Promoting Peace Through the Power of the People
Senseless Smoke is a movie created to uplift unheard voices of those affected by gun violence in places that have become silent in how their stories are told. This is a film written, created, and starred by staff and youth from the Center for Teen Empowerment in Roxbury. The youth, having been exposed themselves to the effects of violence within their communities, bring authenticity to the characters and voices, both raising awareness of the systemic conditions that allow gun violence to take root, and also demonstrating the power within the community to transform itself and bring peace. The film exposes and critiques the systems that perpetuate conditions of mass incarceration, the school-to-prison pipeline, and gangs that continue to challenge black and brown communities’ ability to thrive, while also calling the same communities to collective action. These young actors and actresses displayed incredible courage, strength, and talent as they immersed themselves in the complex characters and conditions of the film, much to the benefit of viewers.
Teen Empowerment created this film as part of its anti-violence arts advocacy programming. As such, they create viewing experiences of the film that include post-viewing “talkbacks” with the youth cast to go deeper into some of the themes and content with the audience. Recently, the Elma Lewis Center hosted a viewing and talkback with Teen Empowerment at Emerson. This recent interaction at Emerson of having creators, actors, students, professors and community members engaging in a single conversation about gun violence was extraordinary — a process in which questions and answers come from those voices of our community dealing directly with and most affected by gun violence. As Emerson students engaged in discussion with the youth cast of the film, there was a genuine curiosity to better understand the youths’ perspectives of the problem. This is a critical first step to being allies in the work of social change and healing. And one we’re committed to as students in the Transforming Narratives of Gun Violence initiative.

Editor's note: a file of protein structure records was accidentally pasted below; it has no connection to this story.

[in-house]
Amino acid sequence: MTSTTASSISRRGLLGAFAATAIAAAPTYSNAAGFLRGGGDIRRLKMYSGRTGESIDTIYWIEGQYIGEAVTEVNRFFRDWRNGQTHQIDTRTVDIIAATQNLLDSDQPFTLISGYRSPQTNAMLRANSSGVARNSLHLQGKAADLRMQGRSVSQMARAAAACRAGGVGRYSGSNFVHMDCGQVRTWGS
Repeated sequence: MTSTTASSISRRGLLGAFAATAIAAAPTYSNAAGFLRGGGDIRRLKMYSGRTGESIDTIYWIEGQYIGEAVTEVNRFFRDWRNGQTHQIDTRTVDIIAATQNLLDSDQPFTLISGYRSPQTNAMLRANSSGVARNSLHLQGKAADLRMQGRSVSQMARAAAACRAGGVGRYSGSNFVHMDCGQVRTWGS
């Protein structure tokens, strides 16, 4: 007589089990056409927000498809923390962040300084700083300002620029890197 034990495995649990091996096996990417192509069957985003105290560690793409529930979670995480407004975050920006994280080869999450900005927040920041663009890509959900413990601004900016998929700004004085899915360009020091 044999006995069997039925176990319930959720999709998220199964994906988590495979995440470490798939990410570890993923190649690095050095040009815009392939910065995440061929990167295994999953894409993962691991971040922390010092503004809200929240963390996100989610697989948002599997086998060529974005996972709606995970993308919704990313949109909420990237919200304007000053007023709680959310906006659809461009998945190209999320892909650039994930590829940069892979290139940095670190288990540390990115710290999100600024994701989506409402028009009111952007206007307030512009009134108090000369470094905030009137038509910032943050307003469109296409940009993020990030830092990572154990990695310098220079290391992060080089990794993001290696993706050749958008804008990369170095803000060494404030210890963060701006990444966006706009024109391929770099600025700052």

During the talkback following the film, someone in the Emerson audience asked the youth actors and adult staff to speak to their experiences making the film and entering into their characters. Robert, the films’ director, and art director at Teen Empowerment spoke about supporting each actor and actress’ unique process of stepping outside of themselves to take on their character, to reflect, and then provide what is needed to fulfill a desired mood or characteristic that might not come naturally. Helping the youth grow as actors and bring their characters to life on the screen was his biggest success. One of the young male actors described his process, explaining that he had to set himself aside from the others and enter into a real dark place in his mind to fulfill his role in the film. One of the young actresses who played an elder in the community, “triple her age,” said that the film gave her a reason to spend more time with her grandmother to enter into the mindset of an elder. In doing so, she said that she learned that many of the issues they are dealing with today as teens, their elders also dealt with, just in slightly different forms, void of technology. When asked what they learned from their characters, another actor answered that he learned from his character’s ability to transition from being part of the problem to part of the solution — we all have a role to play. When asked if there would be a sequel to the film? They were all hopeful, provided there were resources to support its production.
For any who have not yet viewed the film and experienced a talkback with the youth cast, we recommend you take the next opportunity to do so. Teen Empowerment is creating authentic spaces for all to engage with the complex issues related to gun violence and to see themselves as part of the solution to transform the narrative. As the young actor suggested, if stepping outside of yourself and into a dark place allows you the development needed to create the best results, then this film shows us exactly where this dark place is, and it is not one void of hope.
John Yang, student